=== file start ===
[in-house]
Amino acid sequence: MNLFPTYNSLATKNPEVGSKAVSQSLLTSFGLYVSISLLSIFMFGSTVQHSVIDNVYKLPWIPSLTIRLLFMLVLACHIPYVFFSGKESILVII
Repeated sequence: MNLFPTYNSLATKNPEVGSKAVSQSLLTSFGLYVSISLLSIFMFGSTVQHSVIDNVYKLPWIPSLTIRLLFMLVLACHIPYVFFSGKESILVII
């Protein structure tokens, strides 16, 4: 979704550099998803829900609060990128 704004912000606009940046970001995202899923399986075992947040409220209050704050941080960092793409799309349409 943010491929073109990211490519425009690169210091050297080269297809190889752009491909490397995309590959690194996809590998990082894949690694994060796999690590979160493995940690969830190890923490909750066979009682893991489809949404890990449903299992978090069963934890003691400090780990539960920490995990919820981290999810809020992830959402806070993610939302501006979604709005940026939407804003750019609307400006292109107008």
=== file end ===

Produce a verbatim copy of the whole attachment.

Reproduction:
[in-house]
Amino acid sequence: MNLFPTYNSLATKNPEVGSKAVSQSLLTSFGLYVSISLLSIFMFGSTVQHSVIDNVYKLPWIPSLTIRLLFMLVLACHIPYVFFSGKESILVII
Repeated sequence: MNLFPTYNSLATKNPEVGSKAVSQSLLTSFGLYVSISLLSIFMFGSTVQHSVIDNVYKLPWIPSLTIRLLFMLVLACHIPYVFFSGKESILVII
């Protein structure tokens, strides 16, 4: 979704550099998803829900609060990128 704004912000606009940046970001995202899923399986075992947040409220209050704050941080960092793409799309349409 943010491929073109990211490519425009690169210091050297080269297809190889752009491909490397995309590959690194996809590998990082894949690694994060796999690590979160493995940690969830190890923490909750066979009682893991489809949404890990449903299992978090069963934890003691400090780990539960920490995990919820981290999810809020992830959402806070993610939302501006979604709005940026939407804003750019609307400006292109107008």